By 18 March 2020 | Categories: Thought Leadership



By Garsen Naidu, Country Manager at Cisco South Africa

While automation and digital technologies are disrupting the workplace as we traditionally know it, it has become imperative for organisations to start reskilling their workforce. Automation and artificial intelligence are not only disrupting the assembly lines but right across the so-called blue-collar jobs.

This is mainly because in most instances, artificial intelligence (AI), is actually doing a better job than humans. For example, the use of virtual assistants in the workplace is growing. By 2021, Gartner predicts that 25 percent of digital workers will use a virtual employee assistant on a daily basis. This will be up from less than two percent in 2019. All these changes are also bound to induce uncertainty, anxiety and increased stress levels among employees, especially mid-career professionals, about their future. Not only are jobs being shaken up by AI but entire industries are facing massive changes, thanks to the power of technology.

According to a recent report by McKinsey, 30% of jobs globally could be automated in the next 15 years. That number is even higher in industrialised countries such as the US, where as many as 73 million jobs could be disrupted.

A 2019 Deloitte Global Human Capital Trends report revealed that in South Africa, business leaders are open to digitalisation of work in order to reach company goals. An Accenture study also indicates that 35 percent of all jobs in South Africa – almost 5.7 million jobs – are currently at risk of total automation.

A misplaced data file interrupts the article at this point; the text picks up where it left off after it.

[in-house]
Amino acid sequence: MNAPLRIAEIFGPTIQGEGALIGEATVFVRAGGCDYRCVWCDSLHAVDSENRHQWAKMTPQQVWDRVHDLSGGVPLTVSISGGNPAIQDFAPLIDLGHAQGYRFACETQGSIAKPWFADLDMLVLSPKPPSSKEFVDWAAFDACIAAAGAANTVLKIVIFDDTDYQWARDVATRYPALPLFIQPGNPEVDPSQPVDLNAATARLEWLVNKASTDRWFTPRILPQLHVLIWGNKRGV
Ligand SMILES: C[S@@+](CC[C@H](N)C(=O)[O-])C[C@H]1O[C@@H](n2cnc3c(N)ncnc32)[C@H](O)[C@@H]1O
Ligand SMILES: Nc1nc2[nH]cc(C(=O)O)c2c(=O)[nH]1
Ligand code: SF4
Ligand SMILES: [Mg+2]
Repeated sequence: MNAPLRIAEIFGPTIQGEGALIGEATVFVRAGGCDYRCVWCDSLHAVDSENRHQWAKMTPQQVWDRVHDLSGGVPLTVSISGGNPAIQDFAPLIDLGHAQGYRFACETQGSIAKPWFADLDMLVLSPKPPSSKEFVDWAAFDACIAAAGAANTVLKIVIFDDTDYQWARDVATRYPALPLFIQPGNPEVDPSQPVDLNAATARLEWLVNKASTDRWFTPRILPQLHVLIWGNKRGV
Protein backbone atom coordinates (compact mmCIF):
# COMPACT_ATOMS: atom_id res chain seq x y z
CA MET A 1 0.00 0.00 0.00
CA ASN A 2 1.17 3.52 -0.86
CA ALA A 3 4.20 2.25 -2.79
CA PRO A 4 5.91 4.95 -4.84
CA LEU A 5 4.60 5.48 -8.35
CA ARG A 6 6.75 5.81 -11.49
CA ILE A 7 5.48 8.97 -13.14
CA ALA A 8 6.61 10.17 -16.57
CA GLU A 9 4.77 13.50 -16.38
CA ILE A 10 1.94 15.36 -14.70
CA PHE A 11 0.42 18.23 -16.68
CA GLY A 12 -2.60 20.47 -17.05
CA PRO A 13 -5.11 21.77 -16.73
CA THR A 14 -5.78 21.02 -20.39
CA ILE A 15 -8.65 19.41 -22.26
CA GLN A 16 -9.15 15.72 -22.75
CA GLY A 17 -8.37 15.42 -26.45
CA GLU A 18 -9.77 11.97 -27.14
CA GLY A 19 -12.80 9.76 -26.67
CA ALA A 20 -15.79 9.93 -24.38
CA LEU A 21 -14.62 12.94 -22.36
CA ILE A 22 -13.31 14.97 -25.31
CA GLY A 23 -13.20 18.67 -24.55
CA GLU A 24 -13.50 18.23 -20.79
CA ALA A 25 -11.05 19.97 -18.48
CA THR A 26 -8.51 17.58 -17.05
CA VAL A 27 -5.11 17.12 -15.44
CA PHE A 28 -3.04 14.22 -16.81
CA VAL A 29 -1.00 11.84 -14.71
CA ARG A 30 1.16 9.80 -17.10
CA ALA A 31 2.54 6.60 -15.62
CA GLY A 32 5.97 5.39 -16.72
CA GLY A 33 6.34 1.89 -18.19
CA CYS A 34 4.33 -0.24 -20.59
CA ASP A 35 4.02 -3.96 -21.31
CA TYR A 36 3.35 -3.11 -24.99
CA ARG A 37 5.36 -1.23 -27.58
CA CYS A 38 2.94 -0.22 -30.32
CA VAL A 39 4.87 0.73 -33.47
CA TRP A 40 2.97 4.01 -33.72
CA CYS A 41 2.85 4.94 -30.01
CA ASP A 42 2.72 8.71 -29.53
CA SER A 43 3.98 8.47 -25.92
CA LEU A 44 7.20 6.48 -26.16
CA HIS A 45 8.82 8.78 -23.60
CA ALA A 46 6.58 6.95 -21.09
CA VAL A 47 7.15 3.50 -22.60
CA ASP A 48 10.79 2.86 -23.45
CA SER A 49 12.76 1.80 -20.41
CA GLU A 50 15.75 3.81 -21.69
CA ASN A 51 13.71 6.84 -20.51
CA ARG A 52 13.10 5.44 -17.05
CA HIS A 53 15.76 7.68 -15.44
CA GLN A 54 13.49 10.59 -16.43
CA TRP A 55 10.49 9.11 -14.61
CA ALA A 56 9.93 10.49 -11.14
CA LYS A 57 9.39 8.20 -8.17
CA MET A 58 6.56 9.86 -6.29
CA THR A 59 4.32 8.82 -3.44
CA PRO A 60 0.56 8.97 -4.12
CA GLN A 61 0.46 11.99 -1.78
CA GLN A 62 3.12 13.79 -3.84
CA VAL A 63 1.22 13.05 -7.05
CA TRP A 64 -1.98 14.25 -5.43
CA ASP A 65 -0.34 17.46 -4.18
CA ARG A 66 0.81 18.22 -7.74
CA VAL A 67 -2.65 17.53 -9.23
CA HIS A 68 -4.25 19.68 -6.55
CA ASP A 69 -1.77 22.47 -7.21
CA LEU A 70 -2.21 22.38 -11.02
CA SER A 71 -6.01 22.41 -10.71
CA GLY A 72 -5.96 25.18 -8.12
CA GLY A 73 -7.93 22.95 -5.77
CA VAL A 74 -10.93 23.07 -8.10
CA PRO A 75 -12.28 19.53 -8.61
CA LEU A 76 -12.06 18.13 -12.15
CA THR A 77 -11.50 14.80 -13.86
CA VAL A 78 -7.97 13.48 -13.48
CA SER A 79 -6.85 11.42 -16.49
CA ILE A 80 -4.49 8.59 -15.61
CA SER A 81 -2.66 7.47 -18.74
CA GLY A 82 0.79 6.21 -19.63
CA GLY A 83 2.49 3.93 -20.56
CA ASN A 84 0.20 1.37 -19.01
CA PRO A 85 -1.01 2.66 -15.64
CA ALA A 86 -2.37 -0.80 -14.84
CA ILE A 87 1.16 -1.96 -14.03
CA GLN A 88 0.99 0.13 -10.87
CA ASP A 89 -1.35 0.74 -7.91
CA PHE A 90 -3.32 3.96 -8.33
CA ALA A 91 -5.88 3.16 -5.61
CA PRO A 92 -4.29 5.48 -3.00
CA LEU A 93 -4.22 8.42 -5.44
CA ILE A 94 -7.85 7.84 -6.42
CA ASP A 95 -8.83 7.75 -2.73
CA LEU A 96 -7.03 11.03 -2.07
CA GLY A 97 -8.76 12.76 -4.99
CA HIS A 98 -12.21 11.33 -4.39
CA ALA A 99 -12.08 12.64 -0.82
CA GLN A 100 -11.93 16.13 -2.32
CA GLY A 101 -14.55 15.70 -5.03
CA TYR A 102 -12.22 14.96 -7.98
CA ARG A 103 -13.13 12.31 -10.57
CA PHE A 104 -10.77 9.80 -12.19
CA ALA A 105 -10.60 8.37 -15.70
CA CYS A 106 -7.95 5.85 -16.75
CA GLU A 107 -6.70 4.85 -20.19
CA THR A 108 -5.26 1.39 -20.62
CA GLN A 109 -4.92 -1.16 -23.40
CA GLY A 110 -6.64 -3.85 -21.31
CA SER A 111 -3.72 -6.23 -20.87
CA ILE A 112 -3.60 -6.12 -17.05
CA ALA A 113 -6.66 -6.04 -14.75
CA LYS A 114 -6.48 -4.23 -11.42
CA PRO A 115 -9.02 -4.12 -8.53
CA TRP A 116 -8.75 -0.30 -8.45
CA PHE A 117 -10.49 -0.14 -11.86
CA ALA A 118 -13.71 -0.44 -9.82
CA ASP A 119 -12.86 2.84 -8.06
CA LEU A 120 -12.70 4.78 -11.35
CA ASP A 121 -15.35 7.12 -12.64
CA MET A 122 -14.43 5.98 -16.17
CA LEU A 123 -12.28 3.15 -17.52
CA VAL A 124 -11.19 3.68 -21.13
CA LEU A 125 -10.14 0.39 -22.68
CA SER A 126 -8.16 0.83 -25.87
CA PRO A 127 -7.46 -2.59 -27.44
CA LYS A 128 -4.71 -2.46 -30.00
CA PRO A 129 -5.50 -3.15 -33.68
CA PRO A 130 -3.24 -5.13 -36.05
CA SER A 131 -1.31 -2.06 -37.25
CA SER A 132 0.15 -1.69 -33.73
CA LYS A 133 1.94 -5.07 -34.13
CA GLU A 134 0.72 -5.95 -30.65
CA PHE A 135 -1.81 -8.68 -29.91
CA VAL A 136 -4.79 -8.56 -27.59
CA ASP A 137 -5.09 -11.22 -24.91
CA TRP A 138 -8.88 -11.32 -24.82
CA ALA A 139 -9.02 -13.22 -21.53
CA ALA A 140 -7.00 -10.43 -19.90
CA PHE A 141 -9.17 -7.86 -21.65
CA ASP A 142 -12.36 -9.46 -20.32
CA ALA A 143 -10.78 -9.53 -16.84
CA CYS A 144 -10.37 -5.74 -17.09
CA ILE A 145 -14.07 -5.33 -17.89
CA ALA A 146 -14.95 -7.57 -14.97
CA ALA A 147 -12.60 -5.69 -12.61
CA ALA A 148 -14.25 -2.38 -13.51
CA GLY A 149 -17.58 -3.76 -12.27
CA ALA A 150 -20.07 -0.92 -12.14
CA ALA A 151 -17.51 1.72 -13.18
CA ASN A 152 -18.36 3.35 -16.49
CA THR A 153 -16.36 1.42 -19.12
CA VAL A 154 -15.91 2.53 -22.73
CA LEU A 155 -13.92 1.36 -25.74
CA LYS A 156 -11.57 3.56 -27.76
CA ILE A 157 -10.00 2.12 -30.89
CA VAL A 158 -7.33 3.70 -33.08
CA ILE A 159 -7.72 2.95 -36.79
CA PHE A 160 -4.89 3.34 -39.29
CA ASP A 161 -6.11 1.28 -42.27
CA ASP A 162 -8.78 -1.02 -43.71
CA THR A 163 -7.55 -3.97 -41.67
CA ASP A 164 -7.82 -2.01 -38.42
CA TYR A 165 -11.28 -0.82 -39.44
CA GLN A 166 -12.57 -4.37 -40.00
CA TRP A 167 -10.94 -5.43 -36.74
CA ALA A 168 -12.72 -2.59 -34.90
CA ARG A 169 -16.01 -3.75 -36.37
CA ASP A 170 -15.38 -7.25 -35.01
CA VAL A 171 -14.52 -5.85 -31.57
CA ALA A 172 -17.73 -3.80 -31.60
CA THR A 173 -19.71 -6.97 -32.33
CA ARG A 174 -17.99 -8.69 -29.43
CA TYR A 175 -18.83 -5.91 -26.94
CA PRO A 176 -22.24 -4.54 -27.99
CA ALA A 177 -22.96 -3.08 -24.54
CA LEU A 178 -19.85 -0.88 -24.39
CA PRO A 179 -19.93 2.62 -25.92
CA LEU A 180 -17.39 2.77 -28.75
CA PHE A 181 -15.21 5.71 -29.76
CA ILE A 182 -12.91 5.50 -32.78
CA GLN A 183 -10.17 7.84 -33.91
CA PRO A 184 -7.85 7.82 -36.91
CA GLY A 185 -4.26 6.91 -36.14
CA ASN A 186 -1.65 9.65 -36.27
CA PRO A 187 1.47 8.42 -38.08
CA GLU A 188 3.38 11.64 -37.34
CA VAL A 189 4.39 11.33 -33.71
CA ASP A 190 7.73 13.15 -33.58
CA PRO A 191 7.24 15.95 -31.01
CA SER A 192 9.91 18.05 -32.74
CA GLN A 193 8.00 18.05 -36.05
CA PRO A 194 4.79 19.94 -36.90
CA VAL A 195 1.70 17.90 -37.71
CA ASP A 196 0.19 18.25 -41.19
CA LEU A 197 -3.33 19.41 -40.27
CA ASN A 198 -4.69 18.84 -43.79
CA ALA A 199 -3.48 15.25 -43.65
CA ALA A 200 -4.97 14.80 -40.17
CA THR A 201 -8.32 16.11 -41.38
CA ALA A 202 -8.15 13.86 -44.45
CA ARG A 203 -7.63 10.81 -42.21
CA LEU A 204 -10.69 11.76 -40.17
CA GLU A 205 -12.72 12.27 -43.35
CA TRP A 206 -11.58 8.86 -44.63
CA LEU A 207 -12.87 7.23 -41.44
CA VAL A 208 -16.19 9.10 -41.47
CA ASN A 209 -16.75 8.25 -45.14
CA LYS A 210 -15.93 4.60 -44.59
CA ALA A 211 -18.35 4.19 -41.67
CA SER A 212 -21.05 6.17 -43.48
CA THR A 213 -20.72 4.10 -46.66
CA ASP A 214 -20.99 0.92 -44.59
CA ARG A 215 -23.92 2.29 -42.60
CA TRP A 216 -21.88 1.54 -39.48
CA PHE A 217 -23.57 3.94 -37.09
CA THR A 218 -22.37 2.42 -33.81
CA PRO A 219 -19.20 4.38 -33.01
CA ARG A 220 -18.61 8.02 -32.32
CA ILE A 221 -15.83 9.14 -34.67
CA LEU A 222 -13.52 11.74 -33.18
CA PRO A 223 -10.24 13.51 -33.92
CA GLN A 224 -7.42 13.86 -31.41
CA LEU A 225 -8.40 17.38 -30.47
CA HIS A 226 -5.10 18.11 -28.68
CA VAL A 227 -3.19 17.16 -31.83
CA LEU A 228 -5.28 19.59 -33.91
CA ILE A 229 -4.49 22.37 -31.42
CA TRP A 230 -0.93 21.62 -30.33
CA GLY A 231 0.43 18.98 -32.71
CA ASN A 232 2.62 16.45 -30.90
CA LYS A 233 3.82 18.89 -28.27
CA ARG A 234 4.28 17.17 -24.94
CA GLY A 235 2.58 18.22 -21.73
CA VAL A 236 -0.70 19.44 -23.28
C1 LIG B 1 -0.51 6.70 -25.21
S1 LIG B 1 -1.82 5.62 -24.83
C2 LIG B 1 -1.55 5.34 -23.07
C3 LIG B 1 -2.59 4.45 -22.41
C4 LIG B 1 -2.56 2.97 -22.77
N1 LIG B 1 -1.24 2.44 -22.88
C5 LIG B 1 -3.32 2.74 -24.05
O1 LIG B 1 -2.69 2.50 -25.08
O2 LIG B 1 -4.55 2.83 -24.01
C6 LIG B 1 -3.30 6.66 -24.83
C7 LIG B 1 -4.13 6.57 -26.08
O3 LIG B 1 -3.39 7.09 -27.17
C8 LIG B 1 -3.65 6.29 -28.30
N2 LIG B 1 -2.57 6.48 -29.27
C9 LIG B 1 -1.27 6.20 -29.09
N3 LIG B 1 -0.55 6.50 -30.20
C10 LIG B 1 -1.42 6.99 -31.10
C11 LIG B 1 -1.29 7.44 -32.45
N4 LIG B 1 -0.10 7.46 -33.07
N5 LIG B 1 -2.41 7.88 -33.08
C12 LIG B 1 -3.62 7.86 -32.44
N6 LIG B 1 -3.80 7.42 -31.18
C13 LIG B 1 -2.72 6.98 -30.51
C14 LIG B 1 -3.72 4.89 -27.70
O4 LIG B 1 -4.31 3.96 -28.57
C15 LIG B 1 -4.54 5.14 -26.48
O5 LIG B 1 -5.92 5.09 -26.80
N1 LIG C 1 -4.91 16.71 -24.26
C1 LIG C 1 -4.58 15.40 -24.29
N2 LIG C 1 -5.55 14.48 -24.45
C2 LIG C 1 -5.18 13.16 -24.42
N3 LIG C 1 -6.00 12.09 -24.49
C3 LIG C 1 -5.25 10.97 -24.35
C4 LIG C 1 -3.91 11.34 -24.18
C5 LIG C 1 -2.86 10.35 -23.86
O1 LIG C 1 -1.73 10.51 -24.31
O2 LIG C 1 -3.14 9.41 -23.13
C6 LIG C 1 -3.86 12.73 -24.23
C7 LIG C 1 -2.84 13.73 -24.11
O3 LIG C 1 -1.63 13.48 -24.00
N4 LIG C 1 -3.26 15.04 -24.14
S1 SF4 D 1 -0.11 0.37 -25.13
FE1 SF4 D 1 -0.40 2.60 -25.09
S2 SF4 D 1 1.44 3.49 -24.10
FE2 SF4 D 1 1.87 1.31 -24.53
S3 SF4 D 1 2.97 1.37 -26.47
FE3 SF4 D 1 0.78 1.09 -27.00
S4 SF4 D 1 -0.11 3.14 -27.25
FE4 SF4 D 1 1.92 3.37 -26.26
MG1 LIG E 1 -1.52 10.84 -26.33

With a fragile economy and growing unemployment, especially youth unemployment, further job losses in South Africa could have a crippling effect. Therefore, organisations need to future-proof workers from technological change and help economies by providing new skills for the Fourth Industrial Revolution.

Cisco’s Networking Academy has impacted 10.9 million people across the world by up skilling them to equip them to be the workforce of the future. Through providing trainings in networking, cybersecurity and IoT among other courses, Cisco is changing the world – one student at a time. In South Africa, in the past 22 years, more than +US$21 million has been invested towards developing IT skills via the 138 local Academies where 16,500 students have been trained in the recent academy year.

The World Economic Forum recently launched its Reskilling Revolution, a multi-stakeholder initiative aiming to provide better education, new skills and better work to a billion people around the world by 2030. The Reskilling Revolution platform has been designed to prepare the global workforce with the skills needed to future-proof their careers against the expected displacement of millions of jobs and skills instability as a result of technological change.

It is also designed to provide businesses and economies with the skilled labour needed to fulfil the millions of new roles that will be created by the Fourth Industrial Revolution, shifts in the global economy and industrial transitions towards sustainability.

As organisations empower and enable employees, thanks to the Fourth Industrial Revolution, employee engagement is critical. This is a time when employees are working from anywhere because of the power of mobile technologies.

Cisco defines employee engagement as the connection that employees feel to the company’s vision, strategies, and business execution, together with their commitment to helping us realise our objectives over time.



Magazine Online is South Africa's leading magazine for tech product reviews, tech news, videos, tech specs and gadgets.
Start reading now >
Download latest issue

Have Your Say

What new tech or developments are you most anticipating this year?
New smartphone announcements (26 votes)
Technological breakthroughs (20 votes)
Launch of new consoles, or notebooks (10 votes)
Innovative Artificial Intelligence solutions (17 votes)
Biotechnology or medical advancements (21 votes)
Better business applications (102 votes)